I'm reading the backbone.js documents and seeing a lot of code that assigns attributes to the window object:

window.something = "whatever";

what's the difference between calling this code, and just assigning the variable and creating a global var, like this:

something = "whatever";

i assume there is some kind of scope different, and/or object ownership difference (window being the owner vs not) but i am interested in the detail between the two and why i would use window vs not use it.

  • 2
    This isn't really related to your particular case, but remember that Javascript doesn't have to run in a browser, so window doesn't have to be defined. – Andrei Bârsan May 20 '13 at 14:44

No difference. They both have the same effect (In the browser, where window is the global context1).

  • window.foo = "bar" sets the property foo on window.
  • foo = "bar" indicates either a typo or intentionally global.

Since I have to double check whether it's a typo or not, I personally find it more readable to set window.foo directly.

Also, in ES5 strict mode, foo = "bar" is an illegal assignment because foo is not declared and will throw a Error.


As noted in the comments, foo = "bar" will look all the way up the scope chain for the variable foo and re-assign it with "bar" if it's found. If it's not found, it will create a new global variable.

Also with window.foo = "bar" you're just assigning a property to an object, which can be deleted using delete window.foo.

In ES5 strict mode it is invalid to delete a variable.

1 In other environments, such as node.js and Web Workers, there may be another name for the global object and window may not exist at all. Node.js uses global and Web Workers use self.

  • 4
    As an aside, you can delete window.foo but not a global foo defined with var. – kennebec Jun 14 '11 at 19:57
  • 8
    There is a difference. window.foo = bar; sets foo on the window object. foo = bar; searches up the scope chain till it finds foo, which may end up being the global object, but not always. – david Jun 14 '11 at 20:00
  • @kennebec I believe that's browser specific. – Raynos Jun 14 '11 at 20:01
  • @Raynos: The difference in being able to delete is not really browser-specific. According to the ECMAScript spec and assuming window is the global object, the behaviour @kennebec describes is correct. Older versions of IE don't conform, however. – Tim Down Jun 14 '11 at 23:12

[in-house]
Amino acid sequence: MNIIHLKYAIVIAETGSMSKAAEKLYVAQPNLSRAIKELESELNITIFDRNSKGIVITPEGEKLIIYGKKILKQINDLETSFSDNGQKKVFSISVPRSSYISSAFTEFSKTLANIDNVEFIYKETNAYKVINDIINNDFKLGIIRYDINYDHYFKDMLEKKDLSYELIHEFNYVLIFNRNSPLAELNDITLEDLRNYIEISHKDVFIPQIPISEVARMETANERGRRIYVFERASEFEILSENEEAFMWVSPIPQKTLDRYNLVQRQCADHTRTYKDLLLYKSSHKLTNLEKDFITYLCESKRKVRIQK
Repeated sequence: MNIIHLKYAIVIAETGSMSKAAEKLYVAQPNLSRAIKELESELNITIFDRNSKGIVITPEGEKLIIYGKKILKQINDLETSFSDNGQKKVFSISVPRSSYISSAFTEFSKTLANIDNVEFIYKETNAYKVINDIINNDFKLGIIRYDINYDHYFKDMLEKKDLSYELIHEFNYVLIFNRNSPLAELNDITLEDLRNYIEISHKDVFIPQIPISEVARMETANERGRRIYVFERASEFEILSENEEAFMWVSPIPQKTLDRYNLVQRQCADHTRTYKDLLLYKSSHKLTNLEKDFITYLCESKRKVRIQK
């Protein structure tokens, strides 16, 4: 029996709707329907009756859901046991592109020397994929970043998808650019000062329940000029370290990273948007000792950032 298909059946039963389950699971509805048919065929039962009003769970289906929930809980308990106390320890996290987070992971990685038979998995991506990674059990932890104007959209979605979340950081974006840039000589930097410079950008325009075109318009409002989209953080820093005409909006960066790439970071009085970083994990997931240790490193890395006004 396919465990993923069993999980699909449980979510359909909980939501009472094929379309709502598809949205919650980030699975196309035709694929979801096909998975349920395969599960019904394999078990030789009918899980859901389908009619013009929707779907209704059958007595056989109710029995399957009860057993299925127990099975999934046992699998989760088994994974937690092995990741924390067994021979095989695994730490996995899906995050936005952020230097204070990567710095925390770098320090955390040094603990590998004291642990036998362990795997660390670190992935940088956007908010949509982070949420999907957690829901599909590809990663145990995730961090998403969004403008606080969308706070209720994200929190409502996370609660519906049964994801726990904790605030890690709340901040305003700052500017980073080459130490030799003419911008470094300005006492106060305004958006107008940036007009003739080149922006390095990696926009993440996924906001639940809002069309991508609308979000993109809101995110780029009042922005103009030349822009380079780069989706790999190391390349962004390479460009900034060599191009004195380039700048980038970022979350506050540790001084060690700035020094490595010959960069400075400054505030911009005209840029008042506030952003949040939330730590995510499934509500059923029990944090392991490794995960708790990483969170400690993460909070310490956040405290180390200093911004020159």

• @TimDown It's not supposed to be browser specific but it is. I agree however that the ES spec says you can delete properties. – Raynos Jun 15 '11 at 14:04

They both kind of do the same thing.
But by accessing a window property, you know for sure that you're accessing a global variable no matter what scope you're in.
For example :

globalVar = "smth";
    var globalVar = 2;
    alert(globalVar);// points to the current scope globalVar
    alert(window.globalVar);// points to the original globalVar

In other words, If you want to work with globals, it's somewhat safer to access them via their container : window.variable


The key, as Raynos alluded to, is that it's set explicitly on the window object. In the browser, the global object is the same as the window object but in other environments (e.g. node.js, or perhaps running in a web view of some sort on a mobile device), it may not.


The difference is that window.foo = bar; cannot be intercepted by refactoring done later. Using foo = bar; means that if, at a later date, the code is moved into a closure where var foo has been defined, it will no longer set it on the global object.


Adding one more point:

If you refer an undeclared variable directly (without using - window or typeof) then you will get a variable is not defined error.


// var unDecVariable

if (unDecVariable != null) // Error: unDecVariable is not defined
    // do something

if (window.unDecVariable != null) // No Error
    // do something

if (typeof unDecVariable != 'undefined' && unDecVariable != null) // Alternative way
    // do something

Unresolved references (aka undeclared variables) are actually not variables, they get added as a property to the global object. [5c]

In strict mode ("use strict"), unresolved references throw a ReferenceError. This is to avoid adding properties to the global object that were meant to be declared variables. In this case if you do want to add a property to the global object you would use window.foo = "bar". [5a]

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